Three or More Items = Commas
Series commas are also known as Oxford commas, and they appear in series of items when there are three or more items. This comma is more optional in British English, but more commonly used in American English. The trick is to be consistent: if you choose to use the series comma, do so consistently. Basically, this rule states that a comma has to be placed after every item in a list of three or more items. These items may consist of words, phrases, or clauses. The words and phrases are usually easy to see. It’s long-winded sentence with multiple clauses that can be difficult to sort out.
Look at these examples:
- Deciduous fruits like apples, peaches, and pears grow best in temperate climates.
A list of words. Simple.
- In order to write a coherent essay, one should choose a topic, do research, and write the essay.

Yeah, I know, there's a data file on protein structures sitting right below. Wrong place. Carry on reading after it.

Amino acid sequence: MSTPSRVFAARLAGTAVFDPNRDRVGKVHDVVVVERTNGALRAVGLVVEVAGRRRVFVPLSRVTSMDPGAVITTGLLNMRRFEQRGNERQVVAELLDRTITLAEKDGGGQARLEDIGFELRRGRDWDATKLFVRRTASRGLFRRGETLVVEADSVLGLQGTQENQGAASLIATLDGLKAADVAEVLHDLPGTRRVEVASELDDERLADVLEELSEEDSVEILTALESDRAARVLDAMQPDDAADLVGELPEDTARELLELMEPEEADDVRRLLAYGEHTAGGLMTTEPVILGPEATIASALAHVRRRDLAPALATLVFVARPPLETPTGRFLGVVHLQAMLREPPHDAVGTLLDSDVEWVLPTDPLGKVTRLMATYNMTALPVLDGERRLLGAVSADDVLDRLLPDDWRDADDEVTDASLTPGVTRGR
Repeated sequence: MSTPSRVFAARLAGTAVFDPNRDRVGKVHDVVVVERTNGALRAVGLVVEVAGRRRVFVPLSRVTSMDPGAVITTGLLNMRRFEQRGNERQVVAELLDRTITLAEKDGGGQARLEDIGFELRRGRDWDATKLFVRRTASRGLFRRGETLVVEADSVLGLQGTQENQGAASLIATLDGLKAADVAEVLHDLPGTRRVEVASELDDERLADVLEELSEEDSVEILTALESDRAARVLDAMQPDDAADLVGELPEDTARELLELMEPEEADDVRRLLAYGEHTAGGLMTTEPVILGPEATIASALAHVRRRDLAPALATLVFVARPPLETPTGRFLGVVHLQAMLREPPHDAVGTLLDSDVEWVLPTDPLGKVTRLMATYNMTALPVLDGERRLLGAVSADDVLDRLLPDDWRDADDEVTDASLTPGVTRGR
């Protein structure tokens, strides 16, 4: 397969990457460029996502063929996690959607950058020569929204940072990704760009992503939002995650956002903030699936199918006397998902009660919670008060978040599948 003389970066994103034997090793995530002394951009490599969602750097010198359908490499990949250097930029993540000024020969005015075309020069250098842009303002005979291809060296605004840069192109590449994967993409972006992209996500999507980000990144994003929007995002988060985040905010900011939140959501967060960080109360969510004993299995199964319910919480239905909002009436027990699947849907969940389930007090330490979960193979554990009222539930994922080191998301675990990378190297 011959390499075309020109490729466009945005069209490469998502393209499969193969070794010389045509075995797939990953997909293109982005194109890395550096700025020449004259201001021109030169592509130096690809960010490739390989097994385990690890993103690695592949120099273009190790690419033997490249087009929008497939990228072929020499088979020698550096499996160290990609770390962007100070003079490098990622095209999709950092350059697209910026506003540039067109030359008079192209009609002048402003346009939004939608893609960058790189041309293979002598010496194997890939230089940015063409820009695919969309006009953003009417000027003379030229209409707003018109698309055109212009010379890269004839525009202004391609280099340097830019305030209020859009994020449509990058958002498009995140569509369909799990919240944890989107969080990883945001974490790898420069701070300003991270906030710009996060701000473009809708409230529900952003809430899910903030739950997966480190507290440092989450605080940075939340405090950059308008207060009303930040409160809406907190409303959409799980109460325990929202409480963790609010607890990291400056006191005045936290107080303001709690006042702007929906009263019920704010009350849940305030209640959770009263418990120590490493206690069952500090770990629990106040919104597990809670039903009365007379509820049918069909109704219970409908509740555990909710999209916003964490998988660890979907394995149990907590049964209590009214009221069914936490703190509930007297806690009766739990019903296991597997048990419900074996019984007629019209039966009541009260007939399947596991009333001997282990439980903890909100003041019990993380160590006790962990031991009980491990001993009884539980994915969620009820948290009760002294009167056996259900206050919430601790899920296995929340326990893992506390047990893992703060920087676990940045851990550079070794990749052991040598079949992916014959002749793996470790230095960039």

A list of verb phrases. Still fairly simple.
- The prosecutor argued that the defendant, who was at the scene of the crime, who had a strong revenge motive, and who had access to the murder weapon was guilty of homicide.
Less simple because of the list of clauses. Clauses are longer and more confusing. But simple if you can find the clauses and not be tempted to add a comma after “weapon.”
Tip: Some writers choose to omit the last comma that precedes the coordinate conjunction. However, that can sometimes create ambiguous sentences, so it’s best to use at all times, but as I warned above, be consistent.
Ready to test your eye with some exercises?